Call our toll free hotline:Who Answers?
Is My Spouse an Alcoholic?
Sometimes it might feel like you haven’t looked at your spouse in a while. I mean really looked. You might have been in denial or busy and maybe you just have not been paying much attention. But, now that you are paying attention, you might not like what you see. Are you looking at an alcoholic when you look at your husband or wife?
Maybe your denial is still strong and you are certain that your spouse just enjoys drinking, but the love of your life certainly can’t be an alcoholic–right?
They don’t look like alcoholics on TV or in moves. Well, those are dramatic interpretations of alcoholics.
They won’t all look that way.
In fact, many of them will be “functioning alcoholics,” a type of alcoholic that can hold down a job and maintain their responsibilities. If your spouse is like that, you might really doubt your instincts. Don’t.
You deserve the best from your marriage and your spouse deserves to enjoy their life and their health. For these reasons, you need to urge him or her into a treatment program.
In addition to rehab, your spouse will need to undergo detox. And in the same ways that your spouse’s alcohol use has affected your life, it will also affect the detox process. In fact, alcohol detox is just as complicated (if not more so) that opiate detox. It can literally kill a person if done outside of the care of a professional.
As you come to terms with your spouse’s possible alcoholism, you will want to do research and find out what types of treatment and detox feel like they would work best in your particular circumstances. That can feel a little overwhelming, but you can get help. Centers.com can help you find treatment and detox help. Call 800-721-8114 to speak to an expert.
Levels of Drinking
Alcoholism has different levels, like mild, moderate, and heavy. Levels of drinking are similarly labelled.
For example, the Dietary Guidelines for Americans considers up to 1 drink a day for females and up to 2 drinks a day for males to be moderate drinking. These numbers are meant to be daily measurements and not an average. Moderate drinking may be part of a larger pattern and is worth examining.
Heavy drinking, however, is the sign of a real problem. On the other hand, heavy drinking is a problem. Heavy drinking is defined as “drinking 5 or more drinks on the same occasion on each of 5 or more days in the past 30 days” by the Substance Abuse and Mental Health Association (SAMHSA).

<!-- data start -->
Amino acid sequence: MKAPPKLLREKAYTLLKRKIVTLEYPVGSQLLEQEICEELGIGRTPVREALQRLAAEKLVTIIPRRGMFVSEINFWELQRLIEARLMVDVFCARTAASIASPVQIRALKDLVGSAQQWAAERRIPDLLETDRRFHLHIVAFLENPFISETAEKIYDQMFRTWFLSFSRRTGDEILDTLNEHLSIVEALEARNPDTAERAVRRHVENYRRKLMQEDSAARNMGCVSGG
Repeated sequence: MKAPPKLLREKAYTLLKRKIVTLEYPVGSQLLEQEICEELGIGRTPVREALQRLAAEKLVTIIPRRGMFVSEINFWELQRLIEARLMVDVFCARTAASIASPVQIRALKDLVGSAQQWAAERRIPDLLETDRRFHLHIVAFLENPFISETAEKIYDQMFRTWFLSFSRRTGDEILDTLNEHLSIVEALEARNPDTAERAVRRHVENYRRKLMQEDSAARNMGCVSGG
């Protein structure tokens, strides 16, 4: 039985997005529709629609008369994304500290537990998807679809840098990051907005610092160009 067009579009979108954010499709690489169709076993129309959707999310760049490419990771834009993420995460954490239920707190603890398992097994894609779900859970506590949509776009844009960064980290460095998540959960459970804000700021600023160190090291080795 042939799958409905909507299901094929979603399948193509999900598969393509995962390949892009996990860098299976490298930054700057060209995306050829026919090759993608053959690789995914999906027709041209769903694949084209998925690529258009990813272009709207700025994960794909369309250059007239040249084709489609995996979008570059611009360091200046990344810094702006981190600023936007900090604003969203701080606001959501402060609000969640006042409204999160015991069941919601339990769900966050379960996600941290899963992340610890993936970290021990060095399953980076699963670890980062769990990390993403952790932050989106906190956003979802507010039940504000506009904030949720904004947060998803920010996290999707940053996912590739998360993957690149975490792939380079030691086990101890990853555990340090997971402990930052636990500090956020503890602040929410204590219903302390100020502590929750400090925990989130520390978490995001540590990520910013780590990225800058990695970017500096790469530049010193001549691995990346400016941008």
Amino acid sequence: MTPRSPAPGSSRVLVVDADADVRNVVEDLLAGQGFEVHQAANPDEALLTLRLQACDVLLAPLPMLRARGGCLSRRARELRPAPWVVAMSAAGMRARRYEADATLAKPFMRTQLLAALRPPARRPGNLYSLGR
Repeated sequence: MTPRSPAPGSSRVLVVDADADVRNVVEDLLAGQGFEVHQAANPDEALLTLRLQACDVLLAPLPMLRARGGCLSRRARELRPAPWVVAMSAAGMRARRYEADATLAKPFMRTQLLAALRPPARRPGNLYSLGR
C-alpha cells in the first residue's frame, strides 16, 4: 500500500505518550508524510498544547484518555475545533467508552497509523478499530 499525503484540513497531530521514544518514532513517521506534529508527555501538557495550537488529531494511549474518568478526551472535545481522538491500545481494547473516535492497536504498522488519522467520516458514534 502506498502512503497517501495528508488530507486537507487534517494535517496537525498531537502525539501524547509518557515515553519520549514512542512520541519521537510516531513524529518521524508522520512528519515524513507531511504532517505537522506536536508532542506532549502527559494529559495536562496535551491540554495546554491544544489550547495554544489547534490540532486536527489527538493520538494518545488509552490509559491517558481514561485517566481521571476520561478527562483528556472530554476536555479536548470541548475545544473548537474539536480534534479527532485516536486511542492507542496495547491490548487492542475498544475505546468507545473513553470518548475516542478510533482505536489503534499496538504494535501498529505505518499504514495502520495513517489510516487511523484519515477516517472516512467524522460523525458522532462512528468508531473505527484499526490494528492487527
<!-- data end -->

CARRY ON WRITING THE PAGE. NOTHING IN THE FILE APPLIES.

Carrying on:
A spouse who is regularly engaging in a pattern of heavy drinking likely has an alcohol use disorder and you may both have been explaining it away through denial or justifications.
Heavy drinking alone isn’t really conclusive. You need to consider other signs of alcoholism.
This is a good opportunity for the pair of you to sit down and have an honest conversation. Try fairly discussing the situation without blame or argument.
Try asking the following:
- Are you drinking alcohol as a reward and/or defend drinking to relieve stress?
- Do you get a craving after a single alcoholic beverage?
- Are you ever preoccupied by the next drinking opportunity?
- Does your spouse repeat negative drinking patterns and behaviors?
- Does your spouse have personality fluctuations and/or compromise their values when they drink?
- Does your spouse drink even after they have experienced the negative consequences of drinking?
If you are able to get your spouse to have this conversation, that’s excellent. If they aren’t willing, you may have to wait for them to be ready. Be sure to remain patient and to not fall victim to nagging or bullying behavior.
A structured, professional treatment facility will engage your spouse through detox and subsequent treatment. It will likely involve some therapy (family, individual, group), some medical assessments and testing, some training to help your spouse abstain, some guidance about transitioning back into everyday life.
There will be a vital role for you to play throughout treatment. Your support will give your spouse hope and help them to manage difficult moments. Additionally, your marriage should benefit from family therapy that delves into the structure of your family unit and the ways that it is currently dysfunctional.
When you and your spouse have decided it is time to seek treatment, let our specialists help you. Call 800-721-8114 and speak to an expert.